Climate models provide the principal means of projecting global warming over the remainder of the twenty-first century but modelled estimates of warming vary by a factor of approximately two even under the same radiative forcing scenarios. Across-model relationships between currently observable attributes of the climate system and the simulated magnitude of future warming have the potential to inform projections. Here we show that robust across-model relationships exist between the global spatial patterns of several fundamental attributes of Earth’s top-of-atmosphere energy budget and the magnitude of projected global warming. When we constrain the model projections with observations, we obtain greater means and narrower ranges of future global warming across the major radiative forcing scenarios, in general. In particular, we find that the observationally informed warming projection for the end of the twenty-first century for the steepest radiative forcing scenario is about 15 per cent warmer (+0.5 degrees Celsius) with a reduction of about a third in the two-standard-deviation spread (−1.2 degrees Celsius) relative to the raw model projections reported by the Intergovernmental Panel on Climate Change. Our results suggest that achieving any given global temperature stabilization target will require steeper greenhouse gas emissions reductions than previously calculated.

video abstract here:

22
Consequences / Re: Wildfires
« on: December 06, 2017, 05:12:40 PM »
https://twitter.com/abc7leslielopez?ref_src=twsrc%5Egoogle%7Ctwcamp%5Enews%7Ctwgr%5Eauthor
#SkirballFire UPDATE: The 405 Fwy is now CLOSED in both directions between the 101 Fwy and 10 Fwy as the 50-acre brush fire near the Getty Center continues to rage. Mandatory evacuation orders have been issued for parts of Bel Air as the fire approaches homes in the area.

23
The rest / Re: Russiagate
« on: December 03, 2017, 07:43:50 AM »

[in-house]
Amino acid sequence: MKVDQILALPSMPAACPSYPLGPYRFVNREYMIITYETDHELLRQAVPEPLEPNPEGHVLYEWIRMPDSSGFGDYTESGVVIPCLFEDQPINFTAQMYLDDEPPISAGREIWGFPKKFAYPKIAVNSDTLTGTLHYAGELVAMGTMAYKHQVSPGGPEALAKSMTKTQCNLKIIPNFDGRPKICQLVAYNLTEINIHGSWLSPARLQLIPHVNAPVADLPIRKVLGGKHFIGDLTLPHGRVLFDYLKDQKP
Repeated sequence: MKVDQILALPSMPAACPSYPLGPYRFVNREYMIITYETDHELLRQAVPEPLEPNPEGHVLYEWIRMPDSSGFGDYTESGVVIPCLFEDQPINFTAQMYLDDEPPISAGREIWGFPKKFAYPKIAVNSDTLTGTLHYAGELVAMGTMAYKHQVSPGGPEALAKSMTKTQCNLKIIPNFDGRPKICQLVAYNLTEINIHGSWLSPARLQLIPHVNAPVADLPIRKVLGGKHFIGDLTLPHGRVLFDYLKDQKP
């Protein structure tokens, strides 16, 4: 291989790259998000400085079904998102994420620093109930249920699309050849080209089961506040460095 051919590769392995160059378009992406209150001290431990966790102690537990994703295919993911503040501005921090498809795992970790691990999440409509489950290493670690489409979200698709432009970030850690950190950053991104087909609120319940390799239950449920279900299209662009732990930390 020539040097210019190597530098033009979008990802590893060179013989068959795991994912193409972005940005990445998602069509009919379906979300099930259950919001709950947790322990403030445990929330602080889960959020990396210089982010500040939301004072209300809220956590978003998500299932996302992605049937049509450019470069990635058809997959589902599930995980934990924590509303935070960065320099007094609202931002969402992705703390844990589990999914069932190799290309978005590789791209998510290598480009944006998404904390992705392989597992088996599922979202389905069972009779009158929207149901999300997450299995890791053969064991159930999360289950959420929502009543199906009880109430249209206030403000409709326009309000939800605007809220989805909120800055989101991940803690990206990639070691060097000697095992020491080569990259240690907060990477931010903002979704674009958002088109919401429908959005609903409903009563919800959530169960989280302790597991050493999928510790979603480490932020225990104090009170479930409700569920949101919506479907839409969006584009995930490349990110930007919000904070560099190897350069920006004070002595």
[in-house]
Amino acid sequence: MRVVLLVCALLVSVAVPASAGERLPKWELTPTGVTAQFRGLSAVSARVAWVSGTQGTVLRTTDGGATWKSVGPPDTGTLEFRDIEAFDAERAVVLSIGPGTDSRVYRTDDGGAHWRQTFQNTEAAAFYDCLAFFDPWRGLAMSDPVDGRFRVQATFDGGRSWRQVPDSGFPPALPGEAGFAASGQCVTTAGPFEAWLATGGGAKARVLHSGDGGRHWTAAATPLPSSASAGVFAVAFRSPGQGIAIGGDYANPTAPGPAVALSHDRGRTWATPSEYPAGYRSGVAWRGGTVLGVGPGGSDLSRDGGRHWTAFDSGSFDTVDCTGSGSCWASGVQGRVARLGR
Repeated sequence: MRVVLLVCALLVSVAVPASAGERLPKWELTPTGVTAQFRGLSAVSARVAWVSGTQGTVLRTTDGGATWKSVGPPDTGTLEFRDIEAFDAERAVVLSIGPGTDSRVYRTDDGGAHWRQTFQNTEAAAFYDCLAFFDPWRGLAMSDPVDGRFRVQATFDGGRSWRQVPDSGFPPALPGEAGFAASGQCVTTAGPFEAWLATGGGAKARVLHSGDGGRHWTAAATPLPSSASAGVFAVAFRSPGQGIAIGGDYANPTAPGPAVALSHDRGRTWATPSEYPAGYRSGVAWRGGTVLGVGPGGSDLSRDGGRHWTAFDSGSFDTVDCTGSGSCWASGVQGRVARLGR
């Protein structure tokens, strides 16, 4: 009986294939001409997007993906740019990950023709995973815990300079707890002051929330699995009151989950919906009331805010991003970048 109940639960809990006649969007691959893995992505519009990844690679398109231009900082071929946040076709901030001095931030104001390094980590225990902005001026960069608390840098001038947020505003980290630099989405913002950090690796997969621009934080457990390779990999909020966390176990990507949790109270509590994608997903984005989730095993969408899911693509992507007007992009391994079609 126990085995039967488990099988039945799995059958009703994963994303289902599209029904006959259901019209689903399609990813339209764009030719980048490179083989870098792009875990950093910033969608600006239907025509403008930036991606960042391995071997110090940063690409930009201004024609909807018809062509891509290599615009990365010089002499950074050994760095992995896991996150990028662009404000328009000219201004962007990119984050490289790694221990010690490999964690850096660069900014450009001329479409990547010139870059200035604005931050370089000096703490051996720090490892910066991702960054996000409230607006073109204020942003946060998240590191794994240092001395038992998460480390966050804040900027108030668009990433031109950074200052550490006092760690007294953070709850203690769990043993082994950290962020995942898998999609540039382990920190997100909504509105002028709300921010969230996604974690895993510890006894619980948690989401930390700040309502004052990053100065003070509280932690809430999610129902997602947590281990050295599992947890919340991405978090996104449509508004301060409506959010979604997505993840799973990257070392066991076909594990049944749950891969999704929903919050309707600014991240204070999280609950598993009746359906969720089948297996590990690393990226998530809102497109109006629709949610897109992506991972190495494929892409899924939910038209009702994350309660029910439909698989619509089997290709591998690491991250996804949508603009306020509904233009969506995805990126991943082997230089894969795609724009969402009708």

They can't wait to get rid of Trump so that they can make Pence the Prez. 


24
Consequences / Re: Conservative Scientists & its Consequences
« on: December 03, 2017, 04:53:59 AM »
Thanks for the casement reference, Mr. Mitchell.

sidd

sure thing, thanks for the reminder, haven't looked at it for a number of years.  The thing is, from a geological perspective, I can only muse as to the long-term impact of methane emissions from this additional source over hundreds of years.  It seems clear that we will have to monitor and repair these wells in the future to prevent massive fugitive methane leakage.

25
Consequences / Re: Conservative Scientists & its Consequences
« on: December 02, 2017, 04:08:44 PM »
"The well casing failure rate of every natural gas well ever drilled is 100% on a 200 year timeline."

Since we don't have stats for 200 yr, are you basin this on failure rates for casings or ... ?

sidd

Mostly industry journal studies but also some interviews with industry people.  The fact is that wells are made of cement and steel and capped (if properly) with cement.  Cement and steel fail when left in the ground and cement in this environment is not intended to last for very long forever.  http://tcgasmap.org/media/Casement%20Failure%20in%20Gas%20Wells.pdf

26
Consequences / Re: Conservative Scientists & its Consequences
« on: December 02, 2017, 05:28:34 AM »
The well casing failure rate of every natural gas well ever drilled is 100% on a 200 year timeline.

27
Consequences / Re: Global Surface Air Temperatures
« on: November 29, 2017, 06:04:58 PM »
Royal Meteorological Society update on likely temperature response under (?) RCP 4.5 going forward.

This graphic shows the astounding differences that a very slight difference in climate sensitivity will produce.  It must also be noted that they still are not including many carbon cycle feedbacks that have the potential to increase total additional forcing by as much as a third.

Just eyeballing this, under RCP 4.5 with a climate sensitivity of 4.5 and including carbon cycle feedbacks the 2100 temperature would sit somewhere above 4.3C (in the absence of geoengineering and SO2 emissions).

28
Consequences / Re: Global Surface Air Temperatures
« on: November 28, 2017, 07:41:02 PM »
unfortunately, coverage of 0-700 depth ocean heat content methodologies changed significantly after the deployment of the ARGO float network.  the 0-700 difference in global coverage is inconclusive.  quarterly differentials in ocean heat content including 1 year before and after event are shown.

29
Doctor Jennifer Francis provides a discussion of the intense Arctic amplification and water vapor anomalies that occurred this year as a result of the record El Nino of 2016.

Every indication is that this pattern will become the 'new abnormal' as a result of global warming and, especially, as a result of reductions in SO2 emissions from SE Asia.

10 minute Francis Presentation here:

full presentation (54 minutes) from three scientists on the subject: